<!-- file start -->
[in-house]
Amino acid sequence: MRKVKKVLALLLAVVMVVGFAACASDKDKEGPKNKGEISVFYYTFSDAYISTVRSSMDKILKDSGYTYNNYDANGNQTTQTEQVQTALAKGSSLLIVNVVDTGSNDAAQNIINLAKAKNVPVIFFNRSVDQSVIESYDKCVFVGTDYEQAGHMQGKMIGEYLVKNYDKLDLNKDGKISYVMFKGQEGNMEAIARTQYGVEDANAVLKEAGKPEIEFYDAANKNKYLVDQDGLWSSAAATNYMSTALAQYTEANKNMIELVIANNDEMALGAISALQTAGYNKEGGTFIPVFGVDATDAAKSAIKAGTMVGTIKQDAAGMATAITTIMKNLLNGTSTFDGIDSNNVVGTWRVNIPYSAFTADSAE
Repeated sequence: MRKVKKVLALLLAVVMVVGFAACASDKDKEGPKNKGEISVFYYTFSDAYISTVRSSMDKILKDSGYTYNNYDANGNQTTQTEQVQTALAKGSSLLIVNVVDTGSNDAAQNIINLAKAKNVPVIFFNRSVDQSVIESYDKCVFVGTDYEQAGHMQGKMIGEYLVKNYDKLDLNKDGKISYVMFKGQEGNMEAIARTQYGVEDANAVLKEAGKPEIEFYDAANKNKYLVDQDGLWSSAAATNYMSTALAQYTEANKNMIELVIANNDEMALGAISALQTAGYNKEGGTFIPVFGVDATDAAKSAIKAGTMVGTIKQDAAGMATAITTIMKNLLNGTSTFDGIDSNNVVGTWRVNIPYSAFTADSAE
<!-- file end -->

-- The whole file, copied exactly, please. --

[in-house]
Amino acid sequence: MRKVKKVLALLLAVVMVVGFAACASDKDKEGPKNKGEISVFYYTFSDAYISTVRSSMDKILKDSGYTYNNYDANGNQTTQTEQVQTALAKGSSLLIVNVVDTGSNDAAQNIINLAKAKNVPVIFFNRSVDQSVIESYDKCVFVGTDYEQAGHMQGKMIGEYLVKNYDKLDLNKDGKISYVMFKGQEGNMEAIARTQYGVEDANAVLKEAGKPEIEFYDAANKNKYLVDQDGLWSSAAATNYMSTALAQYTEANKNMIELVIANNDEMALGAISALQTAGYNKEGGTFIPVFGVDATDAAKSAIKAGTMVGTIKQDAAGMATAITTIMKNLLNGTSTFDGIDSNNVVGTWRVNIPYSAFTADSAE
Repeated sequence: MRKVKKVLALLLAVVMVVGFAACASDKDKEGPKNKGEISVFYYTFSDAYISTVRSSMDKILKDSGYTYNNYDANGNQTTQTEQVQTALAKGSSLLIVNVVDTGSNDAAQNIINLAKAKNVPVIFFNRSVDQSVIESYDKCVFVGTDYEQAGHMQGKMIGEYLVKNYDKLDLNKDGKISYVMFKGQEGNMEAIARTQYGVEDANAVLKEAGKPEIEFYDAANKNKYLVDQDGLWSSAAATNYMSTALAQYTEANKNMIELVIANNDEMALGAISALQTAGYNKEGGTFIPVFGVDATDAAKSAIKAGTMVGTIKQDAAGMATAITTIMKNLLNGTSTFDGIDSNNVVGTWRVNIPYSAFTADSAE